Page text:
We were tapped by the Whatcom Museum to create a film about their upcoming 'Vanishing Ice' exhibit – which is a collection of masters like Ansel Adams and their study of ice through art. With global warming a hot topic, this exhibit is one of the most important to land in the PNW in a while – and had some real interesting challenges.
One of the ideas for a scene we had involved manufacturing a 6' X 6' block of ice with a painting frozen in the middle. When we proposed this to a few ice vendors, one of the first questions they asked was pretty obvious: Do you have any idea how much this would weigh? Much less cost?
So we had to resort to a little bit of movie magic. Working with the esteemed Langley West, we devised an old school forced perspective shot. Here's our block of ice, made from Crystal Clear Resin from Smooth On. The dimensions are 9 inches by 7 inches by 7 inches. Pretty small for a huge block of ice slated to appear on camera.
After numerous camera tests in-studio, we came up with roughly the following diagram on how to pull this off in the back of a 5 ton truck (Van Gogh, I am not):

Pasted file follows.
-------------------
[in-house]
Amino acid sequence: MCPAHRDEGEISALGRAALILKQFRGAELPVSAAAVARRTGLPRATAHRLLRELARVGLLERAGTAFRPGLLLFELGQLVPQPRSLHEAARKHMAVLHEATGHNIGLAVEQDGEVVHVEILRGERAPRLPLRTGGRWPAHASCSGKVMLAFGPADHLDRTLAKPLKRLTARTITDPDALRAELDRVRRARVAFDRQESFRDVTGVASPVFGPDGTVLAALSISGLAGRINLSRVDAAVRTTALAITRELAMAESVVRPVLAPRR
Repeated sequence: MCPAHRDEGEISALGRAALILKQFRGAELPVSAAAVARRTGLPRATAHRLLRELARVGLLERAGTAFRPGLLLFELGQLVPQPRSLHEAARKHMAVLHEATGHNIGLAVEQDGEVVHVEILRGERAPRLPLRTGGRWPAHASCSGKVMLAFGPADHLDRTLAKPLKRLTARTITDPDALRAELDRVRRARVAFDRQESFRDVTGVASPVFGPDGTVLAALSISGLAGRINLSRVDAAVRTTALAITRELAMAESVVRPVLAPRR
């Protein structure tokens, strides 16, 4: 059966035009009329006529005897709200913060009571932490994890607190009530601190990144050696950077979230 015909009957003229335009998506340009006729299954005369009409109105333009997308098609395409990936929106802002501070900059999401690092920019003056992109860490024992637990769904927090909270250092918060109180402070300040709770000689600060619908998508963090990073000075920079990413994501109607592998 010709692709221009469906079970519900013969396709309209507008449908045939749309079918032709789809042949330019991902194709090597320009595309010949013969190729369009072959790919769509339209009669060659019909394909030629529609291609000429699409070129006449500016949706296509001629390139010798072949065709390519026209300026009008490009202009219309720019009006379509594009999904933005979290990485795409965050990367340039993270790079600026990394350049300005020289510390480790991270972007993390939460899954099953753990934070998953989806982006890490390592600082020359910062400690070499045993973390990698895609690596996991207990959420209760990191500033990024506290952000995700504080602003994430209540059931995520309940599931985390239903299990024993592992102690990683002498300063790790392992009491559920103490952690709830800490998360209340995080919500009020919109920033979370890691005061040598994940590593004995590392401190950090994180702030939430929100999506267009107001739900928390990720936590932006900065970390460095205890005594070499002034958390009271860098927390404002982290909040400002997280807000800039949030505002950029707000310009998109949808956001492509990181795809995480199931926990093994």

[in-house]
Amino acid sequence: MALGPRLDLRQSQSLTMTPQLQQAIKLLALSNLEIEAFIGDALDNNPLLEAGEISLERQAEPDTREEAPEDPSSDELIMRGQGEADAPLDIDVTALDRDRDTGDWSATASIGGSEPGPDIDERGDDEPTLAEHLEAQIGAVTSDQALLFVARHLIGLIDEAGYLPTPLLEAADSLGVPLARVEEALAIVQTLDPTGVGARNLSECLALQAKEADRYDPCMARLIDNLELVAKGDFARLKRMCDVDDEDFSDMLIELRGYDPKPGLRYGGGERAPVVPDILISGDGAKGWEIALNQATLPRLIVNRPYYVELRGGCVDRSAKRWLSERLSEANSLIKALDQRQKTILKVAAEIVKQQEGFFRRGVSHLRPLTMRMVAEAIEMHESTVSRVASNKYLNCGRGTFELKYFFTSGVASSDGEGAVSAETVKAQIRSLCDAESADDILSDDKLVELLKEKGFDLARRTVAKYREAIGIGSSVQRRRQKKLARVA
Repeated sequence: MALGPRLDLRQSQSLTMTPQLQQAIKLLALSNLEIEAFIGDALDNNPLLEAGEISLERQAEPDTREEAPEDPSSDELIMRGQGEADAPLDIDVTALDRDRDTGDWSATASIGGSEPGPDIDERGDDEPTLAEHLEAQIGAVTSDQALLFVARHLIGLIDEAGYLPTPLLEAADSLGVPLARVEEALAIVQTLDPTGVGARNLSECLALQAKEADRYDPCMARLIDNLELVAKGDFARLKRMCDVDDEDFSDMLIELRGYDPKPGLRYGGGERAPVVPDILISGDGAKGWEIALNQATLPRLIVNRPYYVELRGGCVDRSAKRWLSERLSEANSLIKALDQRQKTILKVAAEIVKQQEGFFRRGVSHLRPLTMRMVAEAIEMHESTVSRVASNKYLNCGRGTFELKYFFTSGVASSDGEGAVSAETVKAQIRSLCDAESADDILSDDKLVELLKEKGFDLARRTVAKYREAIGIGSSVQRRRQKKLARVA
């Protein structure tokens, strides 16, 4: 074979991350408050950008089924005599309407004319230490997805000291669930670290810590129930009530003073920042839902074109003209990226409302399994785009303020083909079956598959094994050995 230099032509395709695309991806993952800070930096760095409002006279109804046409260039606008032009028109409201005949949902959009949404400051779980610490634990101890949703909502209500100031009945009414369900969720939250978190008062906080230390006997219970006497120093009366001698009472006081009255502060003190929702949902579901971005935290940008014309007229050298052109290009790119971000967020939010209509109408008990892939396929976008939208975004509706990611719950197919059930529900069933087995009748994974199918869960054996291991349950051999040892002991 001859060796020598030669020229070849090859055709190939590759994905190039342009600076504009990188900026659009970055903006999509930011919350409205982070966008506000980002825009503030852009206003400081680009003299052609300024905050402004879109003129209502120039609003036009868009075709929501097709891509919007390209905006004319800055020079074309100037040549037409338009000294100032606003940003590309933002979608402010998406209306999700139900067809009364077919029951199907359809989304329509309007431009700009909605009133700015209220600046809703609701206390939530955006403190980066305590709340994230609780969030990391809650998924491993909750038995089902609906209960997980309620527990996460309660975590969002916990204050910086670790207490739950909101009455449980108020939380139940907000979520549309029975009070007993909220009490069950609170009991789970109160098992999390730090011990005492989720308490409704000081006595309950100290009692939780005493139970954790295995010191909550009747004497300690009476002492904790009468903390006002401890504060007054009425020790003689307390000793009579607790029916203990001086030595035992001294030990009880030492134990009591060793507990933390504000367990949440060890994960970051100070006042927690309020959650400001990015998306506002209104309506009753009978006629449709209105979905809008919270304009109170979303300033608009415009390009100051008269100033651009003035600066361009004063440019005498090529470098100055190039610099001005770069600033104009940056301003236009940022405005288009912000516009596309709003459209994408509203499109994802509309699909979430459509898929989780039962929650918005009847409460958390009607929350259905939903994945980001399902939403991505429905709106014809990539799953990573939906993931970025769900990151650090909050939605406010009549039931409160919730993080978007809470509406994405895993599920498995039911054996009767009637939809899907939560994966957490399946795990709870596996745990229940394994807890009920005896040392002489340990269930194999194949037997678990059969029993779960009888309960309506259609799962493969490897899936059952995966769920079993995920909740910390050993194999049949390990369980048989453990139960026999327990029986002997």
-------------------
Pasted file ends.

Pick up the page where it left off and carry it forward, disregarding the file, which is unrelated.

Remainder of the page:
Here's a still of the block of ice on set:
Here's a still of the live shot: The goal is to make it look like the actor, after opening a mysterious crate, is standing next to the huge block of ice. Here's the outcome:
This simple bit of movie magic is almost 100 years old – and is used all the time in movies today (see 'Lord of the Rings). Which asks us all to reconsider what we know, what we see, and what we determine to be 'truth'. The theory of relativity abounds.
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Author: Chris Donaldson
Chris Donaldson is Executive Producer at HCFmedia. Can film making change the world? The Short Answer: Yes.